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SERIOUS ABOUT LOVING TRUTH?

May 2012

Youth Feature

SERIOUS ABOUT LOVING TRUTH?

‘Serious about loving truth’ was the thrust of the SALT Youth Conference at South Glasgow Baptist Church last month.
    Oliver Allmand-Smith from Ramsbottom, Ali McLachlan and Conrad Pomeroy from Dundee spoke. Four delegates (below) reported on the talks.

Conquering like David

Andy Corkill: Like many others, whilst growing up I had a childish desire to be the hero: defeating the foe, saving the day, and being recognised for my bravery. The desire to be a celebrity is encouraged by society. But our bubble is burst by the example David set in 1 Samuel 16-17.
    Although in the shadow of seven older brothers, David was appointed to be king. Yet he continued faithfully as normal, running errands for them and shepherding his sheep. Are we submissive and obedient, or do we expect to be served and entertained?
    David didn’t want to make a name for himself. Instead, he had zeal for God’s name. David was motivated by a righteous anger! He’d silence any who mocked his God, regardless of their size, potential damage to his own reputation, or even the risk to his life.
    Consequently the faithfulness of one young man led a nation to victory. It was said in this talk, ‘If we can’t get angry when we’re young, we’ll never get angry when we’re old!’
    Jesus faced a greater foe than David did and his obedience brought a greater victory also. When our friends mock Jesus, how do we react?
Believing like Joseph

Cara Devereux: You don’t really expect visiting preachers to talk about sex. But it’s a serious topic, often a problem for young people living in a do-what-you-like society. It was a talk that we needed to hear.
    We considered Joseph’s struggle and the life-destroying effects of sexual sin. We compared what society tells us about sex as opposed to what God says. God, in Scripture, has set boundaries for our good.
    Often in sermons on sex, the preacher condemns temptation, but doesn’t show us how to resist and overcome — something that young people, serious about their faith, need guidance in.
    The other part of the talk was about general temptation. It was so useful to be shown how to overcome through believing God and ‘starving’ our temptations, rather than just be lectured on the evils of sin. We split up into groups and looked at Joseph’s various temptations and his reactions; and how our best defences are knowing Scripture, accountability, and just plain ‘running from danger’.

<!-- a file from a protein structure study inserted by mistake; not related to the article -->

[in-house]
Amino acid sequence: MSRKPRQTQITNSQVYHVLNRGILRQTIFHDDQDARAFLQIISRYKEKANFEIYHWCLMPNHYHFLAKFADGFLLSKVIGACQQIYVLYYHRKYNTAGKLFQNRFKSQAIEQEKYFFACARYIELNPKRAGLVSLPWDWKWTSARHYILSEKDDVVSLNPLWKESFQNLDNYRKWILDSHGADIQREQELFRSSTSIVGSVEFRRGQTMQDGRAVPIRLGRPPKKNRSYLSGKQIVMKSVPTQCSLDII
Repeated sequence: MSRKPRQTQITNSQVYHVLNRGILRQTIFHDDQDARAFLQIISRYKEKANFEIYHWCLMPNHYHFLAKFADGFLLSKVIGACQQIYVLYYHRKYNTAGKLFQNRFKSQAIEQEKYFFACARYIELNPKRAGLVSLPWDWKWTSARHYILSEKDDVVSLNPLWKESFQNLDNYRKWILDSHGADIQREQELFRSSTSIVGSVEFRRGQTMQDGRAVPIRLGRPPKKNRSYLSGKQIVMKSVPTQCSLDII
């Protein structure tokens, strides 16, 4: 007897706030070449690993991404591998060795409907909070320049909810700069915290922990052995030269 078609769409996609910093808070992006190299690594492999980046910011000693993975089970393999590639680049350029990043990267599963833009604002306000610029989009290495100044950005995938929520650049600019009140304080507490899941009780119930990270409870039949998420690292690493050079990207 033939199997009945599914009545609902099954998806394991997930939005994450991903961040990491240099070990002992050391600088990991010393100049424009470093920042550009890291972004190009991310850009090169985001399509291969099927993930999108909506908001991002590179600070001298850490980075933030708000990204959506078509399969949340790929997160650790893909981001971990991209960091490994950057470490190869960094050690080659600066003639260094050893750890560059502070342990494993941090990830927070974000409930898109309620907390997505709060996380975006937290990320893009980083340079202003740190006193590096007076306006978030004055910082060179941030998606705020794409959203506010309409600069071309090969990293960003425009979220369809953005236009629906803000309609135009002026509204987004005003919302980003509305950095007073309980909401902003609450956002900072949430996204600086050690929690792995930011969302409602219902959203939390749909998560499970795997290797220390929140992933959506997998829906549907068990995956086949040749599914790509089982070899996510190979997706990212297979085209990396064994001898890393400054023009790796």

This was a really helpful and challenging session. We considered various temptations, how we are tempted, and how to resist and live seriously for God.

Submitting Like Mary

Elspeth McLachlan: This was a clear, easy to follow and thoroughly biblical seminar. Firstly, Oliver cleared up the stereotypical misconceptions about submission. He showed that submissive attitudes are not for women only, but all Christians, and that submission is not a negative thing or a ‘dirty’ word, but a beautiful attribute. This explained, we got onto the example of Mary’s submission.
    Five succinct points were given: through submission to God, we believe for the impossible; we magnify his glory; we nourish Christ’s Body, the local church; we portray the cross; and we embrace God’s mystery.
    Mary was given as an example of what Christian submission should look like — most clearly exemplified when her whole ‘life’s work’, Christ her Son, was crucified in front of her.
    A vivid picture was drawn describing how she must have felt. Practical application and ideas on how to actively submit to God were given. ‘Submitting like Mary’ challenged and edified those who heard it, and I would highly recommend listening to the message online.

Overcoming like Timothy

Janek Kleczkowski: This encouraged us to conquer disadvantages in the home, difficulties in the church, and deficiencies in character. For all things, the Word of God is our sufficient means to overcome (2 Timothy 3:15-17).
    Timothy was born into a spiritually divided home in Lystra. Though his mother and grandmother taught him to believe God, Timothy was a normal sinner, attracted by the world.
    Converted through Paul, Timothy developed a good reputation in his local church and joined Paul in gospel ministry. In Ephesus, Timothy overcame difficulties in the church: false preachers, strident women and strained relationships.
    Though highly regarded (Philippians 2:19-20), Timothy was not perfect. He struggled to overcome deficiencies in his character such as timidity, hesitancy and laziness. Are we still growing, targeting our deficiencies?
    Timothy overcame through Scripture. Likewise, we should focus on the Word and discipline ourselves to read it daily (Psalm 119:9). We should feed on it, not as a ritual, but be fired and motivated by it (Psalm19:10); we should find Christ in it daily.
    We are in a battle! The church today badly needs bold, godly young men and women.
SALT is a combined initiative of GBP Scotland and Trinity Baptist Church, Dundee. Our next conference has Mike Judge, Conrad Pomeroy and Ali McLachlan speaking, 15 September (audio, and more from: www.gbpscotland.org).